Some 67 percent of caregivers who have internet access look online for health information, outpacing other Internet users on every health topic included in the study, from looking up certain treatments to hospital ratings to end-of-life decisions.
“Caregivers use the internet to navigate the frontier of home health care,” says Susannah Fox, an associate director of the Pew Internet Project and lead author of the study. “Caregivers not only care for their loved one’s physical and emotional needs, but their information needs as well, and the internet is a key resource.”
So what does this tell us about caregivers and their online habits? It confirms what most studies (including from AARP) have suggested: Caregivers often disregard or lessen their own health situations when caring for another.
Here are some key findings to further this conclusion about online caregivers:
- 44% used the web to research another’s personal health history, compared to 29% of non-caregivers
- 26% tried to find someone with similar health concerns to 15% of non-caregivers
- 28% use social networking sites, like Facebook, to get health updates, compared to 21% of non-caregivers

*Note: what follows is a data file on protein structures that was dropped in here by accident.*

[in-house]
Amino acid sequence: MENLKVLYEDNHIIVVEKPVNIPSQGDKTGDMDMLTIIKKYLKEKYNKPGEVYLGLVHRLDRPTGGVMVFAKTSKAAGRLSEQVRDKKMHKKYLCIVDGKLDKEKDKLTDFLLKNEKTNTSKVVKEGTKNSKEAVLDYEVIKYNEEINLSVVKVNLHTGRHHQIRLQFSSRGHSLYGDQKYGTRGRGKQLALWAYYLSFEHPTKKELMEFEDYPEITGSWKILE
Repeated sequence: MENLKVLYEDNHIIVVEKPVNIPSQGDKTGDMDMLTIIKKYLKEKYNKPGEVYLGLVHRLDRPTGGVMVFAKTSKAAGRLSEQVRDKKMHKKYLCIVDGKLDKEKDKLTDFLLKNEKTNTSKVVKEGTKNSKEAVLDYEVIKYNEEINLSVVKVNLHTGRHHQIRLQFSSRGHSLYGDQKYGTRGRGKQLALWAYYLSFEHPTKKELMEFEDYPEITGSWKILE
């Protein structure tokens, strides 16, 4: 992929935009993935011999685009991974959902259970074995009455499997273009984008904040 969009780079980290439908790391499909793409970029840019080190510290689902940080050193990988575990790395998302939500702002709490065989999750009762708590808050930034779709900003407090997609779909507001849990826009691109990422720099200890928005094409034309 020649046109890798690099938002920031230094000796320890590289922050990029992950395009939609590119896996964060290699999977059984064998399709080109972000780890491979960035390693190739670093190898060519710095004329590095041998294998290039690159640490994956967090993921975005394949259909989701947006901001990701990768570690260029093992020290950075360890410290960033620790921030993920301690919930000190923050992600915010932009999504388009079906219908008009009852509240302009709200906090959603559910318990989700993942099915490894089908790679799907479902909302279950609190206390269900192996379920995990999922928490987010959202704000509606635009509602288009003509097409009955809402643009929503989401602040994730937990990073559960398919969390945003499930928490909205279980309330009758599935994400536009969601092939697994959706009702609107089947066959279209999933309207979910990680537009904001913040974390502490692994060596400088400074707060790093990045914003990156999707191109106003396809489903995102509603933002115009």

- 38% consulted review of drugs or medical treatments, just 18% of non-caregivers
- 20% have consulted rankings of hospitals, nursing homes, care facilities compared to 12% of non-caregivers
- 76% researched a specific disease or medical problem (Search terms like: “alzheimers,” “dementia,” etc.)
… Being a caregiver in and of itself is associated with a greater likelihood of using the Internet, particularly to get and share health information,” the study concludes.
While the study didn’t show what caregiving resources the survey responders accessed, they did show what tech they used:
- 55% of caregivers polled have a laptop; 64% have a desktop
- 90% have a mobile phone (They didn’t specify a smart phone from standard mobile phone)
- 87% have high-speed connection at home.
So what resources are there for caregivers?
- For disease specific information, you can safely count on organizations such as Alzheimer’s Association, American Cancer Society, American Heart Association, and so on. Google any condition and it likely has an association.
- For veterans and caregiver of veterans, the Department of Veterans Affairs has its own caregiving website that has contact information and phone numbers.
- For state-specific public programs available to you, that’s a toughie because you’re relying on your state to keep the pages updated with latest incentives. The National Association of Area Agencies on Aging is the main organization that oversees local chapters of AAAs, which provide the local support you might need. To find one near you, click here. AARP also has a tool called Benefits QuickLINK that can help you find local prescription drug programs and food benefits for yourself or the loved you’re caring for.
- Finally, AARP recently relaunched its Caregiving Resource Center, which has checklists, how-tos, videos, Q&As with caregiving experts and more. The center covers all phases of caregiving from getting started to end-of-life planning.
Image by Perfecto Insecto via CreativeCommons.org